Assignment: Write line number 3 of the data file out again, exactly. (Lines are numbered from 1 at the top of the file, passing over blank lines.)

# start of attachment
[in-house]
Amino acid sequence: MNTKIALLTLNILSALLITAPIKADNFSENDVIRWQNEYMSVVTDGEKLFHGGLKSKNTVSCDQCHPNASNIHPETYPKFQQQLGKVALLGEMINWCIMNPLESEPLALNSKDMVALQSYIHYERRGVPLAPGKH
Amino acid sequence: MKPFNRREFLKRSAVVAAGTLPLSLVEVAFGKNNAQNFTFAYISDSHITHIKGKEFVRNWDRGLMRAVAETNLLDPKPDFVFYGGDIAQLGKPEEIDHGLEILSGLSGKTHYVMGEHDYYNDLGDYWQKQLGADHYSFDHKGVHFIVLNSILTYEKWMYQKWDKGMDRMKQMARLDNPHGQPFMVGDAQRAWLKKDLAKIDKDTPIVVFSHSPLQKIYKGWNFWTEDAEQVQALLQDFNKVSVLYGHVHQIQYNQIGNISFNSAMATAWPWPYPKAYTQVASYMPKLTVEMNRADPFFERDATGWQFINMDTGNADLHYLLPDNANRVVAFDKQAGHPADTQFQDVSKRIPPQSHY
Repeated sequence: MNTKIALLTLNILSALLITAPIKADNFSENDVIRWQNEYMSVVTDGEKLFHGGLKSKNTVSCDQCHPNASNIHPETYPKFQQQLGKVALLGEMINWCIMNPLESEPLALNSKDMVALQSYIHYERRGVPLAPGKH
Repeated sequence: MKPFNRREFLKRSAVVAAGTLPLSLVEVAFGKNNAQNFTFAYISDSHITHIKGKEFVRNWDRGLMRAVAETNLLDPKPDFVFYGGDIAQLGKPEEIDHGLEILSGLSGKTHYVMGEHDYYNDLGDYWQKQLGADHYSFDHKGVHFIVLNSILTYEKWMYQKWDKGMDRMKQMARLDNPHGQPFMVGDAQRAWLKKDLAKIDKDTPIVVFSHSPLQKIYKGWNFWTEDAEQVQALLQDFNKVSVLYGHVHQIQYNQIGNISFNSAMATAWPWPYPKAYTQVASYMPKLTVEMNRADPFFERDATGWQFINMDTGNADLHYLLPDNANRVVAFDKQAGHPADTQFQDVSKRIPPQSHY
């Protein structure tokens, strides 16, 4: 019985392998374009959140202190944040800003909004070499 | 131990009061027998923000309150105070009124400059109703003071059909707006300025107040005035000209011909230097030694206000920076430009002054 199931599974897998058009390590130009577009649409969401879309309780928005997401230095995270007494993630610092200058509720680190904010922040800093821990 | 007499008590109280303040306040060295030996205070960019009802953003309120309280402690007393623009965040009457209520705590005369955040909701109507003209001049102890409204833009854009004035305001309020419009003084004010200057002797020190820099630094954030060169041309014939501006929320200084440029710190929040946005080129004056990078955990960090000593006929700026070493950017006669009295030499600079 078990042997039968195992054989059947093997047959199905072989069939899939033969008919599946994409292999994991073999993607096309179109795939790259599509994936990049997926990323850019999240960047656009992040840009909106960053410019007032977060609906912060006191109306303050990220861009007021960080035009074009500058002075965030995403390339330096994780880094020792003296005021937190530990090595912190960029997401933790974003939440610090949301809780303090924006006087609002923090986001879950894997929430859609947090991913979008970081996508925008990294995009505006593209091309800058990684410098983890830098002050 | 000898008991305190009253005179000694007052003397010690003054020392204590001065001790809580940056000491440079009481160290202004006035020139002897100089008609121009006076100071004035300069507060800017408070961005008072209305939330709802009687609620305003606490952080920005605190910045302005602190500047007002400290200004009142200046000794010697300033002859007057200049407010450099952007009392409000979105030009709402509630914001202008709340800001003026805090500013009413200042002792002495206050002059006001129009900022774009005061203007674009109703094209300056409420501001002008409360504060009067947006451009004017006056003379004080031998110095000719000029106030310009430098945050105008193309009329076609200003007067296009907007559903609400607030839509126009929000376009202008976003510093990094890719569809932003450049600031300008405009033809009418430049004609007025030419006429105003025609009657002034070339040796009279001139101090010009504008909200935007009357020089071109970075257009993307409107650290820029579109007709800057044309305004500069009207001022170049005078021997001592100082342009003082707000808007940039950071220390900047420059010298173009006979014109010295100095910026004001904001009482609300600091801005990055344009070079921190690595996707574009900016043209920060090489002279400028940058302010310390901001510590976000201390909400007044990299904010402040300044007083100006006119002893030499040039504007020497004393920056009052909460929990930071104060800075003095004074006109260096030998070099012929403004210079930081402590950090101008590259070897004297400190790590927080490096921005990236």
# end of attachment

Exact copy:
Amino acid sequence: MKPFNRREFLKRSAVVAAGTLPLSLVEVAFGKNNAQNFTFAYISDSHITHIKGKEFVRNWDRGLMRAVAETNLLDPKPDFVFYGGDIAQLGKPEEIDHGLEILSGLSGKTHYVMGEHDYYNDLGDYWQKQLGADHYSFDHKGVHFIVLNSILTYEKWMYQKWDKGMDRMKQMARLDNPHGQPFMVGDAQRAWLKKDLAKIDKDTPIVVFSHSPLQKIYKGWNFWTEDAEQVQALLQDFNKVSVLYGHVHQIQYNQIGNISFNSAMATAWPWPYPKAYTQVASYMPKLTVEMNRADPFFERDATGWQFINMDTGNADLHYLLPDNANRVVAFDKQAGHPADTQFQDVSKRIPPQSHY